The underlying allegations involve a sexual relationship between the lawyer and an indigent, allegedly addicted client the lawyer had been representing as court-appointed counsel and a claim by the lawyer to suffer himself from sexual addiction. As good a time as any to remind lawyers in Tennessee, that instead of having a rule on this issue patterned after the ABA Model Rule 1.8(j) that is limited to clients (and would not for example have reached this kind of conduct if the relationship had been with the client’s spouse), we treat a lawyer’s sexual relationships under RPC 1.7 as a subset of “personal interest” conflicts that can create a material limitation on the ability to represent a client and elaborate at length on the problems created in Comments , [12a], and [12b].
I had the opportunity recently to make a legal ethics presentation to a group of regular people, i.e., people who were not lawyers. (It takes effort not to call them “nonlawyers.” I admitted that to them at the outset while acknowledging how egocentric the term sounds when lawyers use it to mean anyone else. Even physicians manage to give people a better sounding title than that — “lay people.”)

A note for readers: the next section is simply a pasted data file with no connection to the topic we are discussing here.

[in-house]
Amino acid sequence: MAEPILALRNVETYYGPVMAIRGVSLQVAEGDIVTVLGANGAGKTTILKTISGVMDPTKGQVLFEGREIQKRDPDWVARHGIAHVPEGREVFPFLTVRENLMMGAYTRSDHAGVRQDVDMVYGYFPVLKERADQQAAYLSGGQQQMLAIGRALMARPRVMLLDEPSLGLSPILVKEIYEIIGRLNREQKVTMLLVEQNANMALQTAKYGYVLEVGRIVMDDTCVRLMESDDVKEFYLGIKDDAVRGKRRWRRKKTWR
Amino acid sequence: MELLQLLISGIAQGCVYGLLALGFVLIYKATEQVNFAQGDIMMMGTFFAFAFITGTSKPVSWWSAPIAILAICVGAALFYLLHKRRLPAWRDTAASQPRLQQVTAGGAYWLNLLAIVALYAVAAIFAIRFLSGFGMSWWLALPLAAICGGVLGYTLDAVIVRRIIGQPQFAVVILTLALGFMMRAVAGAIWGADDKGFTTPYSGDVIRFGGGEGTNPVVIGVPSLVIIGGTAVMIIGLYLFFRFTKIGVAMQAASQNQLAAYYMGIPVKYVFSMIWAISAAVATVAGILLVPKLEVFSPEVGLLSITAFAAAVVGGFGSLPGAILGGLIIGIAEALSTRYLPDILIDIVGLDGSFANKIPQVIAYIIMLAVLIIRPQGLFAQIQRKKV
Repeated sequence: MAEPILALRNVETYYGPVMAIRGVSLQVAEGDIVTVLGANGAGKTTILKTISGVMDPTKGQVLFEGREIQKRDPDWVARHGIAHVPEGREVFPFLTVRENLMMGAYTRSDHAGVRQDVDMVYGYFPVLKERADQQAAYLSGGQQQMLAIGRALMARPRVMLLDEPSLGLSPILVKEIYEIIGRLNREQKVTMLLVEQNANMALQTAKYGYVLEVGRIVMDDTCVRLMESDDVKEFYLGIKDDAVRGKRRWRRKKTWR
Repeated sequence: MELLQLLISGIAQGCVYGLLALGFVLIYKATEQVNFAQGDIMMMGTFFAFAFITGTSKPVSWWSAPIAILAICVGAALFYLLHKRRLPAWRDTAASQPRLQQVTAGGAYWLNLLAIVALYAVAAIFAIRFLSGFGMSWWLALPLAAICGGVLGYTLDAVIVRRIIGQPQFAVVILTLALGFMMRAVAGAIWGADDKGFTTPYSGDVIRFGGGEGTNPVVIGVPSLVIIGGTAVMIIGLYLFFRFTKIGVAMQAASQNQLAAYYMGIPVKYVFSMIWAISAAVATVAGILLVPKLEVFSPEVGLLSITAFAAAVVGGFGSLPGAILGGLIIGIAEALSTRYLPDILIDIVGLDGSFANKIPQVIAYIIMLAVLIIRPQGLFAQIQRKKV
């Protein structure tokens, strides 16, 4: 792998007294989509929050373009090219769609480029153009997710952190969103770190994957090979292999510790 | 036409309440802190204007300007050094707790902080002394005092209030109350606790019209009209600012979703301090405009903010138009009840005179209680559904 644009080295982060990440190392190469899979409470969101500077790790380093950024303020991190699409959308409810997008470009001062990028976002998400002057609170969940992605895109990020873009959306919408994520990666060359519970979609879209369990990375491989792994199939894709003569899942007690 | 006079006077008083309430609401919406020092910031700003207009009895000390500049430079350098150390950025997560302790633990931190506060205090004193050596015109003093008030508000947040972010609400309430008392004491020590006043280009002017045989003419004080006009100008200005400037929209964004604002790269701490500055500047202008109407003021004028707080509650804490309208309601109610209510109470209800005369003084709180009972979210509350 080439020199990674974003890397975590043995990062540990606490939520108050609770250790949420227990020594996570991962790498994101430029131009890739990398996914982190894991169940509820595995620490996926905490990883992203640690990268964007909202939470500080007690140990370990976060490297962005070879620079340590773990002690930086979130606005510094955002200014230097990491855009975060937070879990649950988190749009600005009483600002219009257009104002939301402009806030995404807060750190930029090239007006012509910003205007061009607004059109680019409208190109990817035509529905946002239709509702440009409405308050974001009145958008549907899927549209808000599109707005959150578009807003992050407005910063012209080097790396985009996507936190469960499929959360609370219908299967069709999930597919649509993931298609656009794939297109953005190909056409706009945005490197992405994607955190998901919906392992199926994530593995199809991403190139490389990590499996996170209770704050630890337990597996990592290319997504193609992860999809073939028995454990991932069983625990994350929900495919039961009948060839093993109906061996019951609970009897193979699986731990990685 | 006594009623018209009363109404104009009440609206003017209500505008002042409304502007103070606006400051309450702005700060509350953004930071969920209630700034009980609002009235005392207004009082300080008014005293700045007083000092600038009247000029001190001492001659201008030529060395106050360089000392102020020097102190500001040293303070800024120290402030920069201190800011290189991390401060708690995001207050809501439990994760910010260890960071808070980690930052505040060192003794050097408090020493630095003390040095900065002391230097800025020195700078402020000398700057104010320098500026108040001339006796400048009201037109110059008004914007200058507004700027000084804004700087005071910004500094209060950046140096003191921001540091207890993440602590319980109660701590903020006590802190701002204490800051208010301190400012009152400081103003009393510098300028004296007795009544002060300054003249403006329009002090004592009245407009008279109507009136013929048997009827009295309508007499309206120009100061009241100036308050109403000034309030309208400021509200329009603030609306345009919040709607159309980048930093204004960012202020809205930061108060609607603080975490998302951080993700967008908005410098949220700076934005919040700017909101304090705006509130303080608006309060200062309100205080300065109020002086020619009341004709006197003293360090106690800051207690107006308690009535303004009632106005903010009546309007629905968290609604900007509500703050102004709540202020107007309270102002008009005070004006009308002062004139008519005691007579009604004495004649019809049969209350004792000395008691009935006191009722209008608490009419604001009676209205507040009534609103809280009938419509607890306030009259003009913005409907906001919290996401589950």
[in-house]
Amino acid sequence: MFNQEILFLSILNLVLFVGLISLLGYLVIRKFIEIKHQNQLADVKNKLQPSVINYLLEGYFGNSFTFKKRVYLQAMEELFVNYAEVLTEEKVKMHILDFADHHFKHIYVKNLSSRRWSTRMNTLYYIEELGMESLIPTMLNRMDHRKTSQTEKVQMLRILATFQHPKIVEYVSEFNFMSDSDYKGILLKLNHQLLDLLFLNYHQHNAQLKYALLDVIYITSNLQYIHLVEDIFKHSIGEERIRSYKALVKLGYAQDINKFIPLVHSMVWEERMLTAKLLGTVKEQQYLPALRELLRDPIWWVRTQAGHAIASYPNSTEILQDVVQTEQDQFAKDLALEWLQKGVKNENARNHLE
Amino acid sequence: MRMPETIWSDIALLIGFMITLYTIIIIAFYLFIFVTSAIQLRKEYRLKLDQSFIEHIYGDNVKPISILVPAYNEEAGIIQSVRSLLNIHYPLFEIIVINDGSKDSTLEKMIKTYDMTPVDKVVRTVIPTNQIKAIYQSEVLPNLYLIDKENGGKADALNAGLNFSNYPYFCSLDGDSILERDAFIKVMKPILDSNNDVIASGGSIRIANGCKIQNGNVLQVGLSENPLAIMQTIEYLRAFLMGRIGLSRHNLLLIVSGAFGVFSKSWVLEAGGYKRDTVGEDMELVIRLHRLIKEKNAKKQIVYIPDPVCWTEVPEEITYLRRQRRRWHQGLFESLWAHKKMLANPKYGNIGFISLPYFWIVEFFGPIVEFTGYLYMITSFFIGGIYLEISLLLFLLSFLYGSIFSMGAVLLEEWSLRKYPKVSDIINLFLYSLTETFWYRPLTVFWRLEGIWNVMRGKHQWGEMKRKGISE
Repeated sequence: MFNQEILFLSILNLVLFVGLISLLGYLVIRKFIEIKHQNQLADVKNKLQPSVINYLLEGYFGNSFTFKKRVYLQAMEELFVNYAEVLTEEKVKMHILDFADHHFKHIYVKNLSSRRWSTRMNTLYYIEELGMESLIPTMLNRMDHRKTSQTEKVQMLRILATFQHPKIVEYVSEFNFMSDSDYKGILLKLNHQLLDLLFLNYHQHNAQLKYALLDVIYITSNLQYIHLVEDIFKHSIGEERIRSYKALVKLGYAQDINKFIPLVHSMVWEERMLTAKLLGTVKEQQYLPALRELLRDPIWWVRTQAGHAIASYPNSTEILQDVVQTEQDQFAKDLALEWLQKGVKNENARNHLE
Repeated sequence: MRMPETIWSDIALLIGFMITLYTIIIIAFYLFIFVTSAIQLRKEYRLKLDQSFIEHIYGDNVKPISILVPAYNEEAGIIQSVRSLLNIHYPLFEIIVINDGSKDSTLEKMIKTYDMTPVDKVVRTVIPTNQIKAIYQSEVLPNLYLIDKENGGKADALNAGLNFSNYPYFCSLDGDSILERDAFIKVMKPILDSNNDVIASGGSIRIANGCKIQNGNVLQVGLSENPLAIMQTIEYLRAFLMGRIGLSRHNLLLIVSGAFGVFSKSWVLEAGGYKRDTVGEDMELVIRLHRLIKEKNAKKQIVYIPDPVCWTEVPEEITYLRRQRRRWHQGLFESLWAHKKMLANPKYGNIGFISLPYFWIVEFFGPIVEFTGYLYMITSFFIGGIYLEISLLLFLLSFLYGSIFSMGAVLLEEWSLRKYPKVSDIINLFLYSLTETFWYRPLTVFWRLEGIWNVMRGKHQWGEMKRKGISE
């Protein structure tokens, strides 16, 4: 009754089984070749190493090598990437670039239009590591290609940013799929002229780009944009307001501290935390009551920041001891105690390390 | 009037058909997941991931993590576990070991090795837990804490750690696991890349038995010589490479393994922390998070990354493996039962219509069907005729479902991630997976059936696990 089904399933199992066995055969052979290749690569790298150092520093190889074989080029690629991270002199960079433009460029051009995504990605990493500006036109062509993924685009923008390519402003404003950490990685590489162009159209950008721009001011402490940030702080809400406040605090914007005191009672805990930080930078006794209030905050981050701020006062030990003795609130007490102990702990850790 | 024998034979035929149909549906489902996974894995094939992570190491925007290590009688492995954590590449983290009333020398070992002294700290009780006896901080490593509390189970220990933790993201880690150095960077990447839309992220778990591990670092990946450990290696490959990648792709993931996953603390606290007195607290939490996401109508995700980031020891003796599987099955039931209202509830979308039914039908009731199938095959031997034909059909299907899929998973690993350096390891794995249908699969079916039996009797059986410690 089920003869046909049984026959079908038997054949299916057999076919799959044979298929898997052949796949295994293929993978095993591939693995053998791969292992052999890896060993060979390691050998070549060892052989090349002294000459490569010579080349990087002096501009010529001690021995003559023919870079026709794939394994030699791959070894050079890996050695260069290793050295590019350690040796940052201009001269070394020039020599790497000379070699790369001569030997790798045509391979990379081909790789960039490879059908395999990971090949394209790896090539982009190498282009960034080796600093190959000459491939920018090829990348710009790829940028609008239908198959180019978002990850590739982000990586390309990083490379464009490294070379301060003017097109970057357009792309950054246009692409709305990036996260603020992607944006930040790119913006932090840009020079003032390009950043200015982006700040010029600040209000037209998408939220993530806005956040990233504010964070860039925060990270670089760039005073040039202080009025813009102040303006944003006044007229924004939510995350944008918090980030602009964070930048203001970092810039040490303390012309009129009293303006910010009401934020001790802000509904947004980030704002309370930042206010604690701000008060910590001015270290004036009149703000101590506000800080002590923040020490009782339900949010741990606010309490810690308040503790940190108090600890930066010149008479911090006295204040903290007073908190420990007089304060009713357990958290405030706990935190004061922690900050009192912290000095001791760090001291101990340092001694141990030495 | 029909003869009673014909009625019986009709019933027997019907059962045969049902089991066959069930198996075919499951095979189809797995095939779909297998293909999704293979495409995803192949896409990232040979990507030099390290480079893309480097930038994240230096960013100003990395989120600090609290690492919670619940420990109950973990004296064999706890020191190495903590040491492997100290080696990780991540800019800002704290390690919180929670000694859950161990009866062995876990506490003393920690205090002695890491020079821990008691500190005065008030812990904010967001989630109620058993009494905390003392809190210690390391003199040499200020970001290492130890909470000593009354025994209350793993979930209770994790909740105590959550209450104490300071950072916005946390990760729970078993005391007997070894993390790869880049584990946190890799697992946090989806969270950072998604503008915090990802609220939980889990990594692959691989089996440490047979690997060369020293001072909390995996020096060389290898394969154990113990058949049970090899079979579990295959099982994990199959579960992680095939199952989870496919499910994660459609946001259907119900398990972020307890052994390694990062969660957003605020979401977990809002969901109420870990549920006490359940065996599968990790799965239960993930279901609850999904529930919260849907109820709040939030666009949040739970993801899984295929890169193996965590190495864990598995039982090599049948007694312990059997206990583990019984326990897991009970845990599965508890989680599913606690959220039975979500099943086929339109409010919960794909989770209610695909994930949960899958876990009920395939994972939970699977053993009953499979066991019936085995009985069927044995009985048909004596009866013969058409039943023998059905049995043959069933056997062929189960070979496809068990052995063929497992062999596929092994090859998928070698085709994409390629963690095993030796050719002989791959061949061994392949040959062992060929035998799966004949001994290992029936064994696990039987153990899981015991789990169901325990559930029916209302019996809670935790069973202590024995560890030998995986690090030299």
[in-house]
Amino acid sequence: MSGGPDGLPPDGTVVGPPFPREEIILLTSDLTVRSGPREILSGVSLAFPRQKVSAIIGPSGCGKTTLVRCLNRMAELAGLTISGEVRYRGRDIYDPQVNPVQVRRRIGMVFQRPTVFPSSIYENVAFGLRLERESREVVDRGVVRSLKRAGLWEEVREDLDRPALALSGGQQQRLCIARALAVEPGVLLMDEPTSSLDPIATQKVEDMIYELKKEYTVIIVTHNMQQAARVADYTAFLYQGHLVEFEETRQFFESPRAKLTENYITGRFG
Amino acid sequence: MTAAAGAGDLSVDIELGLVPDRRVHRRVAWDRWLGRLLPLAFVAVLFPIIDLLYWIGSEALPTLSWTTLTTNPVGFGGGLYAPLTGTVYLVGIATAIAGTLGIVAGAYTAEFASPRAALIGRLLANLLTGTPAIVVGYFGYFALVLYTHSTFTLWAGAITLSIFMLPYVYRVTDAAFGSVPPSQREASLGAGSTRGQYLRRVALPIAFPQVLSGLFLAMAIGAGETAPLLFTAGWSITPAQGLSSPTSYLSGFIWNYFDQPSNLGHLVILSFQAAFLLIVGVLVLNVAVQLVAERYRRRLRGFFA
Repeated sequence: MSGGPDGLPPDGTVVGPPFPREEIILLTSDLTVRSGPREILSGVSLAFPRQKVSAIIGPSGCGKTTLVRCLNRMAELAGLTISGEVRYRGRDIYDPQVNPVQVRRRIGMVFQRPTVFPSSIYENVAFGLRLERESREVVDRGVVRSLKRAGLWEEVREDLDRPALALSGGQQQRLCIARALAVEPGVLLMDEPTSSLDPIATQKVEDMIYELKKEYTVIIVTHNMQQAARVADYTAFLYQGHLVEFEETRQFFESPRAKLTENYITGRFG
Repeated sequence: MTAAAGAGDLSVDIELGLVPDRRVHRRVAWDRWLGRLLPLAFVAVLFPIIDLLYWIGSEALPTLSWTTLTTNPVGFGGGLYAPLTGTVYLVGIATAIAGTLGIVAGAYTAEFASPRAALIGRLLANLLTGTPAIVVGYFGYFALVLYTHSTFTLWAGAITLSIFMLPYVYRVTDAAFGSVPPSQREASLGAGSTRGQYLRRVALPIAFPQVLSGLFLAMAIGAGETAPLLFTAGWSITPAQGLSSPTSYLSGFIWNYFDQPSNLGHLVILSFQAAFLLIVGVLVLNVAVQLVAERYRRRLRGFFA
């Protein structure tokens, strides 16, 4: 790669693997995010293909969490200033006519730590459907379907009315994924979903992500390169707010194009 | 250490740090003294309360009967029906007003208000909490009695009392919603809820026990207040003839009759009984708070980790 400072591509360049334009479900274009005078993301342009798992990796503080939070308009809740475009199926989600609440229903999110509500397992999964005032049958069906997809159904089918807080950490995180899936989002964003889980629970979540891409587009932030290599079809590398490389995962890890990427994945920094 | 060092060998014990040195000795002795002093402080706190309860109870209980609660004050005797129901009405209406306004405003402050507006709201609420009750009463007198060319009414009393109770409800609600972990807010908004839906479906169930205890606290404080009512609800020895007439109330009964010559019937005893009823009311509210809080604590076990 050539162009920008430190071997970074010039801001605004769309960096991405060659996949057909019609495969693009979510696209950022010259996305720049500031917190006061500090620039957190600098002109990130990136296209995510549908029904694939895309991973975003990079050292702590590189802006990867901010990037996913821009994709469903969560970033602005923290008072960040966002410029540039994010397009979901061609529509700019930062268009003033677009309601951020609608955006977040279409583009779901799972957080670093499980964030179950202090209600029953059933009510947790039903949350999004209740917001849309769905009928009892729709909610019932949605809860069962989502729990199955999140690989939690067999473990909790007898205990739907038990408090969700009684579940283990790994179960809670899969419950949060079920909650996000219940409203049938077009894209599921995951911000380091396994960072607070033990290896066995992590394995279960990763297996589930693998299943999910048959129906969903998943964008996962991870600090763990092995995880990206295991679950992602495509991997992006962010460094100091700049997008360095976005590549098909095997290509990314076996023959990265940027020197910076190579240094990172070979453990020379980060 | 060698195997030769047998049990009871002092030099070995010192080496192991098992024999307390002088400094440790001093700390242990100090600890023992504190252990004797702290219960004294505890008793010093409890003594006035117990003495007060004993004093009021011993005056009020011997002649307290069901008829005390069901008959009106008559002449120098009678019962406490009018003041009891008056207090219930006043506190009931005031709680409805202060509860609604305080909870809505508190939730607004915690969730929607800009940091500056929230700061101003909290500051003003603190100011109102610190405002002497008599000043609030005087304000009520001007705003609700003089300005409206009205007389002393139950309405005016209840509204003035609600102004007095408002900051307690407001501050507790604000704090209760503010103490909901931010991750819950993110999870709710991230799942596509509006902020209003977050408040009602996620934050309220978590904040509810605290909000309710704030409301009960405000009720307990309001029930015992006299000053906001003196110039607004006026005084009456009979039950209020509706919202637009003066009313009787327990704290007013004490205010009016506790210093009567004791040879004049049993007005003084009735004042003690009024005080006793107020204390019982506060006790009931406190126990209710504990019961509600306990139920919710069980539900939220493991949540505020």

The topic requested was legal ethics for people who were not lawyers. I went with “15 Things You Might Not Know About Ethics Rules for TN Lawyers.” I tried to cover some of the more relevant aspects of how our rules can impact people who hire attorneys but, what I was most looking forward to was which ones garnered the most interest. Based on reading the room, the two aspects people seemed the most surprised/genuinely interested to hear were: (1) there are some conflicts lawyers confront that simply cannot be waived and about which the lawyer isn’t even supposed to ask the client for consent; and (2) if you are represented by an attorney in a matter, you don’t have the power to give the attorney on the other side of the matter permission to communicate with you, only your lawyer can approve that happening.
I suspect the surprise as to the latter stems from how RPC 4.2’s requirement for the consent of the other lawyer can come across as, at least, counter-intuitive if not downright dismissive of someone who is the principal in a principal/agent relationship. It helps though to explain the genesis of the concern as the risk of overreaching or shenanigans on the part of other lawyer and to explain that the client still ultimately has the power because she can instruct her own lawyer to grant the consent necessary.
I suspect the surprise with the first aspect though is a bit more telling about how many lawyers approach conflicts in modern practice. My guess is that there might be a handful of lawyers out there that also forget that RPC 1.7(b)(1) means that unless you can reasonably believe that you can still provide competent and diligent representation to affected clients despite the conflict you can’t even ask for consent.